I’m feeling anxious about it already and it isn’t slated to happen until October 2018. I’m talking about the launch of the long-delayed James Webb Space Telescope (JWST). Huge amounts of time and energy (and money) have been funneled into this telescope. It’s a nail-biter unlike other launches because you can’t just turn around and redo this if it fails.
If successful, this telescope will enable some serious science. I read a quote from one astronomer who said that with the JWST, in one day we’ll learn more than everything we currently know about the first galaxies in the universe. It’s designed for viewing the first luminous objects after the Big Bang, and learning how they developed.
Interestingly, another one of its tasks is to directly observe and photograph planets around other stars. Spectroscopy might tell us something about an exoplanet’s weather, color, and maybe even help identify whether there is vegetation.
A few other amazing things I didn’t know:
- Whereas the Hubble Telescope sits within somewhat easy reach over the earth (550 km up), the JWST will be 1.5 million km away – out at an Earth-Sun Lagrange point. That’s outside the Earth’s orbit but in a gravitationally stable point. No repair missions are possible.
- One reason it has to be this far away is that an infrared telescope like this needs to be cold. This one must be kept at an incredible -233 C, which is 50 degrees above absolute zero. At the Lagrange point, the JWST will keep one side permanently facing the Earth and Sun. That side has a sunshield “the size of a small tennis court.” It blocks light and heat from the warm side of the spacecraft so the telescope on the cold side can make its observations without interference from the infrared radiation.
- The main mirror is 6.5 meters in diameter, more than twice as large as the Hubble. It’s made of 18 segments that will unfold after launch.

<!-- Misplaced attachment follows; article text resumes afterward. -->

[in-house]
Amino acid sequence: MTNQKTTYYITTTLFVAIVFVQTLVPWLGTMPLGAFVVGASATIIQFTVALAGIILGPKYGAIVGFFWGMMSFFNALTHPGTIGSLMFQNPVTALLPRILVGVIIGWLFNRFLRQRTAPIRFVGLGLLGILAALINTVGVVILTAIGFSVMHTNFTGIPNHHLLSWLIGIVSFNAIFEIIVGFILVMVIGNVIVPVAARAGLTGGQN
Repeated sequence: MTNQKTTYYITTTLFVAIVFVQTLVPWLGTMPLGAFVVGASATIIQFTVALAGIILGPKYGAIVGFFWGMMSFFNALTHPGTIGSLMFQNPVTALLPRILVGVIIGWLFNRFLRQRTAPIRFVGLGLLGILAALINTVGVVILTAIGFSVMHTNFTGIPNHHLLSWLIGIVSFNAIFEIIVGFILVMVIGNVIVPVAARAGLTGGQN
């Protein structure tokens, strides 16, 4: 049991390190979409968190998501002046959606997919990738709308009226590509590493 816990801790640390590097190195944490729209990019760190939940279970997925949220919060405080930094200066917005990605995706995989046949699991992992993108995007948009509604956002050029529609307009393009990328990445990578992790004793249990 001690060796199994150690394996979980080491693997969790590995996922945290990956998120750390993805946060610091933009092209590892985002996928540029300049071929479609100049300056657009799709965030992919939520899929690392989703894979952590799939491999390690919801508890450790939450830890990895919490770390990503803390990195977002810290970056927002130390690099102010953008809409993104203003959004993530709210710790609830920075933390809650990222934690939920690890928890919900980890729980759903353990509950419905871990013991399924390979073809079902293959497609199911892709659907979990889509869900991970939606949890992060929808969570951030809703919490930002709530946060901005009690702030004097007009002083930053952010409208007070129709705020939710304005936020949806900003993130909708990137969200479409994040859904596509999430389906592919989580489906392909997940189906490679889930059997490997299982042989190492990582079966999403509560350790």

You see why I’m already worried? There are so many bits and pieces that have to go right, not to mention the launch itself. If it all goes as planned, this will be stupendous. Of course, the Mars rover missions were incredibly complex and they worked, so maybe …
Go to NASA for the whole story.
NASA. Full scale model with it’s five-layer sun shield
In case you didn’t read about this amazing spectacle on “Bad Astronomy” or elsewhere, click on the photo for the whole story about the sky over Norway last night. It seemed like there was a temporary opening into an alternate universe, but that wasn’t quite what happened.
Is it just a coincidence that the future is arriving just as I’m getting old? I mean “the future” as in science-fiction-like cool technology. Why couldn’t the future have arrived when I was a kid? Sure, we switched from operator-assisted telephones to dial telephones back then. That was a big deal. Another advance was moving up from a black and white to a color TV. But today we’ve got items like this:
A reusable space plane is on the drawing boards. No pilot needed, no huge breakaway booster rockets, carries 12 metric tons. Click the picture for details.
When we’re through with the space plane, hop on the space elevator, because a carbon tube wire has been developed that‘s strong enough to serve as an earth-to-space anchor line. Yes, there are huge engineering challenges yet to be conquered, but give it a century. If we hadn’t spayed our cats, their great-great-great (etc.) grand-kitties could ride it into orbit. Don’t look down.
Atom-sized transistors: buy a bucketful down at the atom-sized device fabricator shop.
I’ll probably miss most of the good stuff. You know they’ll develop a major rejuvenator and lifespan extender the day after my memorial service. On the bright side, I’ll also miss the day when our AI overlords hook together all organic human brains for a big parallel processing experiment.
It’s a trick question, I guess, because the world will end on December 21, 2012 according to Master Nashwan, the Walking Truth God. Just for fun, however, lets jump ahead; first to the year 2027. That’s the year that the 880-foot asteroid, Apophis, comes so close to the Earth that it passes within the orbits of our communications satellites. Here’s an image from Wikipedia showing just how dang close that is:
Then on 4/13/36 it comes calling with a 1 in 45,000 chance of striking the earth. The estimate will be revised either upwards or downwards by then. Wouldn’t you like to be in space, watching it fly by? You’d have to be pretty close, and you’d want to follow it for a while to get a good view. Maybe there will be tourist flights for just such occasions. It would be kind of like whale watching.
Maybe the other Apophis will save us. Apophis the space rock vs. Apophis the Egyptian god. Place your bets.
Meanwhile, enjoy the utter awesome-itude of a view from orbit, courtesy of the Boston Globe. I highly recommend clicking on the photo and going to a page full of large, amazing pictures. You’ll see this in a much larger size and it’s the best screen wallpaper ever.